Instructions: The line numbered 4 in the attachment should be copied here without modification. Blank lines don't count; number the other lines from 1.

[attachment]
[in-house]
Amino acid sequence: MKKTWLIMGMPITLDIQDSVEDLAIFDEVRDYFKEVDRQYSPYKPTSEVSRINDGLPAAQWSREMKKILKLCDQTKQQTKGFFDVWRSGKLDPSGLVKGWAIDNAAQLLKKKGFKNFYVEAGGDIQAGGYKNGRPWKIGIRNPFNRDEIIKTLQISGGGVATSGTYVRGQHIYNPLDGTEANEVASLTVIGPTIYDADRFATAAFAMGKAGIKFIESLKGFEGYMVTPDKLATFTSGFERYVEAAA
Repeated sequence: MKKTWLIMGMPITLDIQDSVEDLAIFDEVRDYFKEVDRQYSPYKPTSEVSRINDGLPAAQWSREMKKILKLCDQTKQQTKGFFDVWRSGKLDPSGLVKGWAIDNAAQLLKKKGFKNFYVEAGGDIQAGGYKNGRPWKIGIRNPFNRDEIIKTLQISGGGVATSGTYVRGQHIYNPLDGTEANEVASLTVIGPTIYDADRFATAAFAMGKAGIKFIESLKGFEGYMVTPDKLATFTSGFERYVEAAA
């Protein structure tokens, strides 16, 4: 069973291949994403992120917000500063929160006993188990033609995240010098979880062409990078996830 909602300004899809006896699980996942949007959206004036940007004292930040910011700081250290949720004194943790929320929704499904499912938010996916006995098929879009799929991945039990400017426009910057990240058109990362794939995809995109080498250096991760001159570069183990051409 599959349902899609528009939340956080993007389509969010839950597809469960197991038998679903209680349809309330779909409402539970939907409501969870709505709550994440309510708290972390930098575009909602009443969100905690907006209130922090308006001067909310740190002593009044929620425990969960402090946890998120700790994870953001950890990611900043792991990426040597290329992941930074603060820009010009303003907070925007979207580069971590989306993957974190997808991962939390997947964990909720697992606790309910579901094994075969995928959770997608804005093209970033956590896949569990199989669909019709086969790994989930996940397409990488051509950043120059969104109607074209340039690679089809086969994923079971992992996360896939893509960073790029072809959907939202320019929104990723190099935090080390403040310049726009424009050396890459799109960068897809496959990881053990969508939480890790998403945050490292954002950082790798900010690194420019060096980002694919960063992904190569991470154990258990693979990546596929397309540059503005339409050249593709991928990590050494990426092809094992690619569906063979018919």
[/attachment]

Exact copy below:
């Protein structure tokens, strides 16, 4: 069973291949994403992120917000500063929160006993188990033609995240010098979880062409990078996830 909602300004899809006896699980996942949007959206004036940007004292930040910011700081250290949720004194943790929320929704499904499912938010996916006995098929879009799929991945039990400017426009910057990240058109990362794939995809995109080498250096991760001159570069183990051409 599959349902899609528009939340956080993007389509969010839950597809469960197991038998679903209680349809309330779909409402539970939907409501969870709505709550994440309510708290972390930098575009909602009443969100905690907006209130922090308006001067909310740190002593009044929620425990969960402090946890998120700790994870953001950890990611900043792991990426040597290329992941930074603060820009010009303003907070925007979207580069971590989306993957974190997808991962939390997947964990909720697992606790309910579901094994075969995928959770997608804005093209970033956590896949569990199989669909019709086969790994989930996940397409990488051509950043120059969104109607074209340039690679089809086969994923079971992992996360896939893509960073790029072809959907939202320019929104990723190099935090080390403040310049726009424009050396890459799109960068897809496959990881053990969508939480890790998403945050490292954002950082790798900010690194420019060096980002694919960063992904190569991470154990258990693979990546596929397309540059503005339409050249593709991928990590050494990426092809094992690619569906063979018919």